Review by Polly Wittenberg
Written by: Deborah Grimberg
Directed by: Eleanor Holdridge
Cast: Shirley Knight (Esther), Brenda Wehle (Anita), Nina Jacques (Joanne), Carrie Preston (Amy), Ben Fox (Doug).
Synopsis: Amy is a young sidewalk psychic (with mediocre abilities) who earns her modest living forecasting the troubled lives of the British public. Amyï¿½s eccentric mother, Esther, has recently been left by her husband and has just discovered she is slowly going blind. Amy, fearing being stuck as Estherï¿½s caretaker, considers marrying her American boyfriend to escape the predicament while Esther decides to forge ahead with her life ('If Stevie Wonder can do it than so can I!'), and joins a cycling excursion in Switzerland to see the mountains while she still can.
Polly Wittenberg's Review.
Must be something in the water. In the last week, Iï¿½ve seen two plays by female British playwrights about the difficulties that newly adult daughters have in breaking away from Mum when Mum has serious difficulties. In Laura Wadeï¿½s Colder Than Here, Mum was dying. Here, in Deborah Grimbergï¿½s Cycling Past the Matterhorn, Mum is going blind. Of the two plays, this one certainly has more life to itï¿½both literally and figuratively.
Young blonde Amy (Carrie Preston) is an aspiring psychic with her own London stall and an upwardly mobile American boyfriend named Doug (Ben Fox). Mum Esther (Shirley Knight) and Aunt Anita (Brenda Wehle) have thoroughly working class tastes. They drink tea, knit, compare notes on favored fish and chips shops and agree that Amy should move home to help her divorced Mum, which Amy is reluctant to do. But Esther has various habits unlikely to bring Amy running back to the fold, for example, making snippy comments about Amyï¿½s clothes. When Esther suggests that suicide might be on her mind, Amy remains apparently indifferent. Even when Esther threatens to go it alone because ï¿½if Stevie Wonder can do it, so can I,ï¿½ Amy plans to go off to America with Doug.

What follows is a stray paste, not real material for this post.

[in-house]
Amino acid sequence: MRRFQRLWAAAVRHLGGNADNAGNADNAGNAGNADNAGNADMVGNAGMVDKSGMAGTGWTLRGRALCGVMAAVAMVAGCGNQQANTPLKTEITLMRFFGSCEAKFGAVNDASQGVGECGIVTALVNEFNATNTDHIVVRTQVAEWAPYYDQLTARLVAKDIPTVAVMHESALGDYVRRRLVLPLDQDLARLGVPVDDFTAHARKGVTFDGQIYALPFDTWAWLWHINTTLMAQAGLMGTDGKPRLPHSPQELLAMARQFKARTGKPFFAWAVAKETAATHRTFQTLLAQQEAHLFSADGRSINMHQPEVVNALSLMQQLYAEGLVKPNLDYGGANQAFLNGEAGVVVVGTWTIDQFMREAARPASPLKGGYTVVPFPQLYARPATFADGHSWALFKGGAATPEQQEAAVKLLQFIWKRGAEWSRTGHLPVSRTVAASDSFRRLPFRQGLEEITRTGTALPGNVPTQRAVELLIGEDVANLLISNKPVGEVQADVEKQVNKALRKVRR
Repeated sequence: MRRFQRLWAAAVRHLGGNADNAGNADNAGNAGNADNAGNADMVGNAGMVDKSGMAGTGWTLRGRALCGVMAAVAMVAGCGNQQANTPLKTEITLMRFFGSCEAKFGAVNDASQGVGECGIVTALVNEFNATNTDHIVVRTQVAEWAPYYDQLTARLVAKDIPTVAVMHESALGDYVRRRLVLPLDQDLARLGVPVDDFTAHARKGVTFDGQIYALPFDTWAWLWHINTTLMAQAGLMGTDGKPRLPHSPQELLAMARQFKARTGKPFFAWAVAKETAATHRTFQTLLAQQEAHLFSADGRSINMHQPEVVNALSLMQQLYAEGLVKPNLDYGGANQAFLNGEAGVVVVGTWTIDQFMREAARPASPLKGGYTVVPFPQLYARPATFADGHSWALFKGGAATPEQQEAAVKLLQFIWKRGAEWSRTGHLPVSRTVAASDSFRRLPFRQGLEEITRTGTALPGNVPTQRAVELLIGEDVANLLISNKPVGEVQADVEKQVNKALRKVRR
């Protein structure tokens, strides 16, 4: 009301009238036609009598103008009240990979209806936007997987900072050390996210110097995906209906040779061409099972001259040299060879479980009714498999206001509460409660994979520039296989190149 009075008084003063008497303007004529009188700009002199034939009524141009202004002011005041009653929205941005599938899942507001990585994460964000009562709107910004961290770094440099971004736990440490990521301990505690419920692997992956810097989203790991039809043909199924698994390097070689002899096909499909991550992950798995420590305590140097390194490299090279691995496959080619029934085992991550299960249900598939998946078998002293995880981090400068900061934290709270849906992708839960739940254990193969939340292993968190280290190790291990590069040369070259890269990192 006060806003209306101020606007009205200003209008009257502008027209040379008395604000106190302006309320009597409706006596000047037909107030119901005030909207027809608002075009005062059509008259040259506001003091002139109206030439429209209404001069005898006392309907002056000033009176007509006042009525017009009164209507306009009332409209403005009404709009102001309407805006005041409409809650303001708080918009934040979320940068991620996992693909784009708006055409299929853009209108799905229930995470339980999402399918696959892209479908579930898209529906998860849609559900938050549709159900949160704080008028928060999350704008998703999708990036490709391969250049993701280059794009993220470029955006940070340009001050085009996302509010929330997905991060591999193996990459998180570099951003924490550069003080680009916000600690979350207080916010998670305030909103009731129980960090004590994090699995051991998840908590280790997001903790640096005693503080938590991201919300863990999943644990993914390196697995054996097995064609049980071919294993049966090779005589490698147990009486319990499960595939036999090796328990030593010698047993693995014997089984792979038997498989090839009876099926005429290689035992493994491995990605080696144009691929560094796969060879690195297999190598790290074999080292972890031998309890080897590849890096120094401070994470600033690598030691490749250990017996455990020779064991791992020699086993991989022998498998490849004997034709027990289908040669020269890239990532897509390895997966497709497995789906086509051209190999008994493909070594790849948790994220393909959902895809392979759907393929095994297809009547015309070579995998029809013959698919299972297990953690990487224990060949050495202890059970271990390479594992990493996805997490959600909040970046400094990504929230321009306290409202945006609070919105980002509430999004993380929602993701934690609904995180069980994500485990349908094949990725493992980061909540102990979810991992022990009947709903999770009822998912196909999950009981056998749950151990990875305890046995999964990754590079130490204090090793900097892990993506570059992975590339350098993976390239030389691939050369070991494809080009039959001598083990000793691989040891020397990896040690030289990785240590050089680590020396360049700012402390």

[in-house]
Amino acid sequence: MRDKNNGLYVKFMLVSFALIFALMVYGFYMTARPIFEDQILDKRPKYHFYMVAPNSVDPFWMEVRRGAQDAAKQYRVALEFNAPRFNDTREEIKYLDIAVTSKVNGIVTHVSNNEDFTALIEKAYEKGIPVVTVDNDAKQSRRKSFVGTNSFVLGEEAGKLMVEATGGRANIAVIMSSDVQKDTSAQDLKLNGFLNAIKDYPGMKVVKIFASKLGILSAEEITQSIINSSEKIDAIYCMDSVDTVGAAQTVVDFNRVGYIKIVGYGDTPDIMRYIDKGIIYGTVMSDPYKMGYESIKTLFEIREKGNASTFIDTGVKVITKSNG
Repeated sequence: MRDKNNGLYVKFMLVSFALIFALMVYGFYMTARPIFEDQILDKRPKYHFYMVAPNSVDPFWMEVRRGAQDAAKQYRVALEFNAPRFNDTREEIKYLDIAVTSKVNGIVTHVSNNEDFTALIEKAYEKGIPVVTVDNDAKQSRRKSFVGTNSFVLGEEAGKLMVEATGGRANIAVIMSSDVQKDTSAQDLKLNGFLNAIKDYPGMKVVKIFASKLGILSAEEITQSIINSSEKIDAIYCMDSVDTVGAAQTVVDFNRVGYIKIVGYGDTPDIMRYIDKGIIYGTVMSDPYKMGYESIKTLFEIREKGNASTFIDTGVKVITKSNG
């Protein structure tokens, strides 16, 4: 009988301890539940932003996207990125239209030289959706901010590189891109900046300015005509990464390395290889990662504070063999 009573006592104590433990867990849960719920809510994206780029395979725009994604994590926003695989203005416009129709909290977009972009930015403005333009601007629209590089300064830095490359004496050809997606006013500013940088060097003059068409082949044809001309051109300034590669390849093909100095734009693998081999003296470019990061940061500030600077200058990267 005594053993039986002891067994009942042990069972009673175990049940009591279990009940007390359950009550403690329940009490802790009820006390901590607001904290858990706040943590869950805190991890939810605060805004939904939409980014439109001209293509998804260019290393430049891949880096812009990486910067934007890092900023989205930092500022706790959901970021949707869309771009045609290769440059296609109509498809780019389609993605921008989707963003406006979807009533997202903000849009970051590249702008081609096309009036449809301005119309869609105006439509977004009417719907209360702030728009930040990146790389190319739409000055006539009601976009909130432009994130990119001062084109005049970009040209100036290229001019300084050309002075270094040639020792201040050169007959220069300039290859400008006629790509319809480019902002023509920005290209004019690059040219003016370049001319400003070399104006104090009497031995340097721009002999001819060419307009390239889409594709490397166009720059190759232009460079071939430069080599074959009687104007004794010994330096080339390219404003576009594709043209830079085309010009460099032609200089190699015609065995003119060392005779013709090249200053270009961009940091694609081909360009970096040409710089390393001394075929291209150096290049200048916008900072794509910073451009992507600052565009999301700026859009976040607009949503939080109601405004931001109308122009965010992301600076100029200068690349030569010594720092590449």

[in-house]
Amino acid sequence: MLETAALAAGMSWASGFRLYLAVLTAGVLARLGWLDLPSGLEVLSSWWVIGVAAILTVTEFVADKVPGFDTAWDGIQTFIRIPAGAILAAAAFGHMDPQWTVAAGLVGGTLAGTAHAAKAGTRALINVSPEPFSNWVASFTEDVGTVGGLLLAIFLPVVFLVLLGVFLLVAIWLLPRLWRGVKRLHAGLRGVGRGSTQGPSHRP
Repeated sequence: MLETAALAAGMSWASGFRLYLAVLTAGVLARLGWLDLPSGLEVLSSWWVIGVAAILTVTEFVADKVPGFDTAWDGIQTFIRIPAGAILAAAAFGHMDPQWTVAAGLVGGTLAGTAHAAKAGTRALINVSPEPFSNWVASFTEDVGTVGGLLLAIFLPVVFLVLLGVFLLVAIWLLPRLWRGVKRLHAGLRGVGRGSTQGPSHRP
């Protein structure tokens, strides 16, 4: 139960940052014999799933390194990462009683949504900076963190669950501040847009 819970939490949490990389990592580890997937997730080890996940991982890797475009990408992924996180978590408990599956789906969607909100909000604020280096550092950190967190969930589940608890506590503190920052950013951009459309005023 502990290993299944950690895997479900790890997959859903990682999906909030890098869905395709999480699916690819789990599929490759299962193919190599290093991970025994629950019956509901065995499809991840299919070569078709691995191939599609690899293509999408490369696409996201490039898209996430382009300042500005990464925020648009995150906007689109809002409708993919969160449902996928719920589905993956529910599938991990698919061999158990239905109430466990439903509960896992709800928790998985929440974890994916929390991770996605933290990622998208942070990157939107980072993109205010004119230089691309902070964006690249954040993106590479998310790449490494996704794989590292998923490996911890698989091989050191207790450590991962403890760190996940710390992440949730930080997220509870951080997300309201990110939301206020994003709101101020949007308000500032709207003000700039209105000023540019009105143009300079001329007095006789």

At some point, Esther acquires a bicycle, gets relatively trim at a gym with an attractive trainer and sets out to find herself through a once-before-I-go bike trip in the Alps. While there, she discovers how narrow her life has become. Through other means (and after a family tragedy which is presented as merely another plot twist), Amy too has an epiphany about her life. Mum and daughter come together. Fade to black.
With a story as unoriginal and unsurprising as this, thereï¿½s got to be something else to bring you to the theater. Cycling Past the Matterhorn has several such attractions. First, thereï¿½s Playwright Grimbergï¿½s clever intercutting between simultaneously played scenes which has the talented Ms.ï¿½Preston talking to different characters about different things in different places at the same time. Then thereï¿½s the warm presence of Ms. Knight, here playing a sympathetic character. I have become too used to seeing her as some sort of freaky harridan on ï¿½Law & Orderï¿½. And then thereï¿½s the sprightly direction of Eleanor Holdridge on a set by the unforgettably named Beowulf Boritt.
Not the worst way to spend a couple of hours.
What the critics had to say.....
CHARLES ISHERWOOD of the NEW YORK TIMES says ï¿½Most disappointing plays disappoint benignly. They just lie there, failing to entertain us. 'Cycling Past the Matterhorn' is more actively annoying.ï¿½
JACQUES LE SOURD of the Journal News says "Some of the twists and capricious turns of the plot are way too sudden, and we just don't buy them. But they certainly keep the play fresh and unexpected. It helps that the production, with an economically elegant set by Beowulf Boritt and costumes by Kiki Smith, is superb."
External links to full reviews from newspapers